Looking at quilting videos these days can put you off crafting I think!
There’s been a lot of advances in technology recently with sewing machines having longer arms and quilting frames and well, all sorts of wonderful magical equipment.
If you’re looking at getting into quilting you might come across a video like this…
Then you might start looking online for the equipment you’d need to start quilting and, well then you’d need a sit down and a cup of tea.
I’m all for innovation in crafting, but we should never put aside the traditional methods.
So in September I’m starting a series of hand quilting workshops at my local Hobbycraft store.
Six weeks of trying out different quilting and patchwork techniques and not a machine or expensive piece of equipment in sight.
I’ll bring all the tools you need and some fabric, but people might be wanting to chose a £7 bundle of fat quarters in their own colour choice from Hobbycraft.
You don’t need to buy large rulers or fabric scissors, I’ll bring needles and thread but I’ll be happy to show people around the sewing department to show them what they can buy if they want to take their quilting further.
We’ll not be making any huge bed quilts, but we’ll be making practical things like pin cushions, needle books and trims. Items that are small enough to give you a taster of this amazing craft but enough to let you know if you want to go further into the craft.
Now I know many of my blog followers are not local (many not even in the UK) but I’m sure you’ll agree that sometimes people can be put off trying a craft skill because of the cost of equipment.
Recently a company launched a home knitting machine similar to the extremely expensive industrial machines we had at university. The machine is a full garment machine, meaning it makes the whole garment for you. No sewing, no fitting pieces together. You tell it to make a jumper and a jumper pops out the bottom.
Like the quilting machines it’ll set you back a few grand.
I can imagine now the folk who think they’ll just quit their day job and set up a knitting machine business printing jumpers and selling them at craft fairs.
Hmm reasons why this isn’t a great idea is perhaps a whole other blog post, easy money and crafts doesn’t really go together. But I can imagine some folk looking into this as a great money maker.
I think the machine looks great and if I had the money and space I just might be tempted, but honestly, I worry about this push for modern technology in crafting. If you are a modern crafter and everything you use is plugged in, why not find a class local to you and have a back to basics session, head back into the slow pace of crafting for peace rather than crafting for fast profit. (Moan over)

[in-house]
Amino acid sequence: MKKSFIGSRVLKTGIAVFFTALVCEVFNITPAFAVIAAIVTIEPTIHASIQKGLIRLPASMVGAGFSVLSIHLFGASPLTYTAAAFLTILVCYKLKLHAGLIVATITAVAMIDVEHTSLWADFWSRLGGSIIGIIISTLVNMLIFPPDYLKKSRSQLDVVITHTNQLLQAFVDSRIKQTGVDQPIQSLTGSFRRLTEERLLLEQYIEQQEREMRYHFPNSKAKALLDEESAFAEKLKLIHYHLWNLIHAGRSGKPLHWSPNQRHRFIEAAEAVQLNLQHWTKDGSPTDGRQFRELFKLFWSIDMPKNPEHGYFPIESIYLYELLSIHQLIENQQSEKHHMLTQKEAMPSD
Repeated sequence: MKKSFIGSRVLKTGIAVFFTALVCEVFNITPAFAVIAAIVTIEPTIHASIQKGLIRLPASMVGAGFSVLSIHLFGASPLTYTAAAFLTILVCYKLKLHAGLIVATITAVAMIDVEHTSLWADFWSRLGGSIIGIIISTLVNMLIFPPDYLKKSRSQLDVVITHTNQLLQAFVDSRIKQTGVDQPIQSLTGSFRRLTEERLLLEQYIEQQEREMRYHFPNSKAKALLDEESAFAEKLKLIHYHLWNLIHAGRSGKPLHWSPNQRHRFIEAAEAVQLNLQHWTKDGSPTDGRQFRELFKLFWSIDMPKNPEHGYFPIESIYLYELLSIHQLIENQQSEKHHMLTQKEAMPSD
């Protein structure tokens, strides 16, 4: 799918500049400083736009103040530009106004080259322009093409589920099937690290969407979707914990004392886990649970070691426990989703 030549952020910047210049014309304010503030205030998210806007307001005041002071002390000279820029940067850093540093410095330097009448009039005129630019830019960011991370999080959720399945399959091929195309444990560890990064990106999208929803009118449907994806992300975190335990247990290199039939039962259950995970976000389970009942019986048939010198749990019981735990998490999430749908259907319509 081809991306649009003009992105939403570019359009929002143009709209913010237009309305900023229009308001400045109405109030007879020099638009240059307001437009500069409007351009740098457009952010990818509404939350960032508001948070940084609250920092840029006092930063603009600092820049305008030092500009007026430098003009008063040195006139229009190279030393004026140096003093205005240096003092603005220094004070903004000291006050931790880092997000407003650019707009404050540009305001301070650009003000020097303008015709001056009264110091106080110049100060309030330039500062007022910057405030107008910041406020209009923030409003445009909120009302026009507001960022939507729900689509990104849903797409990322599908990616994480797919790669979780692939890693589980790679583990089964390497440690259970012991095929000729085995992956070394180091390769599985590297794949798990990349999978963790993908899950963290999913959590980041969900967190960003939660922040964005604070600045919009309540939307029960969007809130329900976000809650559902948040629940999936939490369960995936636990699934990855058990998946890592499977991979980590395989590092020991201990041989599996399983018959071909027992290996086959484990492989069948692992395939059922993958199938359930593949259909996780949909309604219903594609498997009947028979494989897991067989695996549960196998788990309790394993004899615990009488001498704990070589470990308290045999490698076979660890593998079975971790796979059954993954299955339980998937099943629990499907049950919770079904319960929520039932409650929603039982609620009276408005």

If, you are local, here’s the advert for the hand quilting and patchwork classes.
I’m in Scarborough hoping to get some good photos of the fisherman doll that I can use for a display. I think I’ve got some good images, but I’m using my ‘proper’ camera so have to wait till I get home to see them properly.
I’m staying at the Grand hotel, which is one of those big hotels on the cliff that you look at as a child and imagine what it must be like to be rich enough to stay there. Turns out it’s not that expensive. I was a bit early for booking in so I sat on some benches watching the ocean (which wasn’t doing much). There was a couple on a bench that I thought made a nice image, they were squashed to one side and he had his arm around her.
Later I went along the harbour and posed the doll against some nets.
Tomorrow I’m visiting the marine heritage centre. I didn’t think I’d have the photos done tonight, so I’ve got some spare time which I’m going to spend drawing. Going to try and overcome the worry of painting in public!
I’m not sure how best to use the images I get of the dolls. It all comes into the thinking of how I’m going to display them. I’ve an old set of step ladders at home, only short ones, but they’re covered in slashes of paint. My thinking is to use that as the main display to stand the dolls onto.
The well used steps might add to the character of craftsmen that the dolls portray. I was thinking of adding the sketches I’ve done to one big piece and printing it off as a backdrop of Yorkshire Folk, perhaps I could print it onto fabric.
As with each dolls patterns I’m almost tempted not to write the patterns down, but describe how I made the doll instead. I don’t know and would appreciate hearing whether people want the pattern… the doll pattern and most of the clothes of course is already available online, but items like the Gansey are not yet published.
Should I keep these dolls as only made by me, or share with everyone?
I also have to write a 50 word description of my project. What do I go with?
Locally made? Bridging a gap in the market? Celebrating forgotten crafts? Lost crafts?
There’s so many parts to this I don’t know which to choose.
I took them to a meeting this morning at the request of a friend who wanted to see them in person.
The question came up about making and selling dolls. I’ve long believed, as many crafters do, that people don’t want to pay for the time it takes to hand make items. My dolls can take up to 3 days to make, that’s 3 days non stop. Even at minimum wage the dolls would be out of the price range of most folk.
I also believe that the fun in doll making would soon disappear if I had to make dolls constantly. It’s something I enjoy, but I could go insane if I had to make them day in, day out!
Plus I’d miss the fun of hearing from people trying to make their own doll. I sell the doll pattern on Etsy and Ravelry (search for my little crochet doll), it’s not the cheapest doll pattern, but my website (www.bettyvirago.com) and Ravelry have several free outfit patterns for additional outfits.